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How To Use Auto-Tune: From Subtle To Robotic

audiosorcerer
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August 23, 2023ย 
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Last Updated on August 23, 2023

From the smoothest pop ballads to the edgiest hip-hop tracks, there's a secret ingredient that many of today's hit songs share - Auto-Tune. This revolutionary audio plugin has been shaping the sound of popular music for over two decades, yet its full potential remains largely untapped by many music producers.

Whether you're looking to perfect pitch or add a new dimension to your sound, understanding how to use autotune can take your music production skills to a new level. This article aims to dissect Auto-Tune, exploring what it is, how to dial it in, popular uses, and how it compares to Celemony Melodyne.

So, what exactly is Auto-Tune, and how can it transform your tracks from good to chart-topping hits? Let's dive in and find out!

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What Is Auto-Tune?

Promo picture for Antares Auto-Tune Pro X.

Auto-Tune is a digital audio algorithm invented by Dr. Andy Hildebrand in 1997, used predominantly in the music industry. Initially designed to correct pitch inaccuracies and help vocal tracks remain in key, Auto-Tune has become an indispensable tool for music producers worldwide, offering both subtle adjustments and dramatic vocal transformations.

At its core, Auto-Tune operates by altering the pitch of a vocal or instrument to match the notes in a pre-determined scale. It detects pitch inaccuracies and corrects them to the nearest semitone, making for a more polished sound.

While the primary function of Auto-Tune is as a pitch correction tool, over the years, artists and producers have creatively expanded its application. It has been famously used as an effect to create a distinctive, robotic-sounding voice, a style popularized by artists like Cher and T-Pain. Furthermore, it has been leveraged to create harmonies, simulate double tracking, enhance live performances, and even form the backbone of experimental sound design.

The more you know: The name Auto-Tune is trademarked by Antares Audio Technologies.

How To Use Auto-Tune

Below is a guide on how to use Auto-Tune from start to finish.

  1. Import the Track: First, import the vocal track that you want to correct into your Digital Audio Workstation (DAW) of choice. Antares Auto-Tune can work as a plugin in popular DAWs like Pro Tools, Logic Pro, FL Studio, Ableton, etc.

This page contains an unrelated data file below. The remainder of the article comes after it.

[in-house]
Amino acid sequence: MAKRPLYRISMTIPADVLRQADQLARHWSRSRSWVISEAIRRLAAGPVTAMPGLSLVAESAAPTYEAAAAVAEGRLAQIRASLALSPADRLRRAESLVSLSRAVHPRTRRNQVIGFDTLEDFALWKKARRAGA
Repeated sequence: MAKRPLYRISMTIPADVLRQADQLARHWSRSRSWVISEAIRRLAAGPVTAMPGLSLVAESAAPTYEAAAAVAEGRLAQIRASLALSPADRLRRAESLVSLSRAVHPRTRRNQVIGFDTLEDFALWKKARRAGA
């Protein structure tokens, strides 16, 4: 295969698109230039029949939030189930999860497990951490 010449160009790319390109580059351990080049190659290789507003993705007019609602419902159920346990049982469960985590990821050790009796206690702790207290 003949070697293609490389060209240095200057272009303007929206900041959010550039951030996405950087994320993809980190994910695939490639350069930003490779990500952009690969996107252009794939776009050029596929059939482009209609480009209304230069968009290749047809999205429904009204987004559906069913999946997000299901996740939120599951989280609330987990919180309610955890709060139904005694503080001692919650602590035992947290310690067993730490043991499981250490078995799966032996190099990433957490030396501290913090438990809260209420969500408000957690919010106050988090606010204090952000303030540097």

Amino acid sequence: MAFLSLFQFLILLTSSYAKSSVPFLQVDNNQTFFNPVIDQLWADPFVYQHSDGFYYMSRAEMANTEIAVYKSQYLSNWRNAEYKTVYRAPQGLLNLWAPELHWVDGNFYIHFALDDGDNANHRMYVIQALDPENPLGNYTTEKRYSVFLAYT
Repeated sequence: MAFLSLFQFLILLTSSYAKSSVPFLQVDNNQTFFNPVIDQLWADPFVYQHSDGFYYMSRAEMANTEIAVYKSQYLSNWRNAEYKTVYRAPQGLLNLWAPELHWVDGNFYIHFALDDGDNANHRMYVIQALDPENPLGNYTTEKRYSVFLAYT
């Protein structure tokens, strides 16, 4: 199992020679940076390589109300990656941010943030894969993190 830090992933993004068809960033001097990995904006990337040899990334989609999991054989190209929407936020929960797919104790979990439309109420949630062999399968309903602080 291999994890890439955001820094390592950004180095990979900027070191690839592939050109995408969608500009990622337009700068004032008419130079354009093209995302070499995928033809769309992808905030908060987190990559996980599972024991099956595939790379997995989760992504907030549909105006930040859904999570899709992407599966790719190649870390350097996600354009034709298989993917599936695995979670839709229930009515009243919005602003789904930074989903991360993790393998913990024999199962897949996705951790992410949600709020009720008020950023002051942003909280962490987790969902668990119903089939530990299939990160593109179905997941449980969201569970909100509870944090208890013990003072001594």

2. Insert Auto-Tune: Next, you'll need to apply Auto-Tune on the track you wish to correct. This process varies depending on the DAW you're using. Generally, you'd go to your track's plugin or effects menu, find Auto-Tune in the list, and select it. It is best to use it as an insert and not an AudioSuite plugin.

  3. Choose the Key and Scale: Now, set the key and scale of the song in Auto-Tune. This is crucial because it determines which notes Auto-Tune will correct to. If you're unsure of the key or scale, you can use a tool like Waves Key Detector or even an online key finder tool. If worse comes to worse, you can always use the chromatic scale setting.

  4. Adjust the Retune Speed: This parameter determines how quickly Auto-Tune corrects the pitch. For natural sounding pitch correction, you'll want to use a slower retune speed. For the characteristic "Auto-Tune effect," set the retune speed to zero.

  5. Fine-tune other Parameters: Depending on the version of Auto-Tune you're using and the specifics of the vocal track, you might also adjust other parameters:

    • Humanize: This parameter can be used to reduce the audible processing for a more natural sound.

    • Natural Vibrato: This setting allows you to control the amount of vibrato in the vocal performance.

    • Flex-Tune: This parameter controls how strictly Auto-Tune corrects the pitch. Higher settings will only correct when the vocalist is close to a note, preserving more natural intonation.

  6. Listen and Adjust: Once you've set the basic parameters, play the entire track and listen to how the vocals sound. Adjust the settings until you get the desired effect. For subtle, natural pitch correction, you want to avoid hearing obvious jumps when transitioning from one pitch to the next.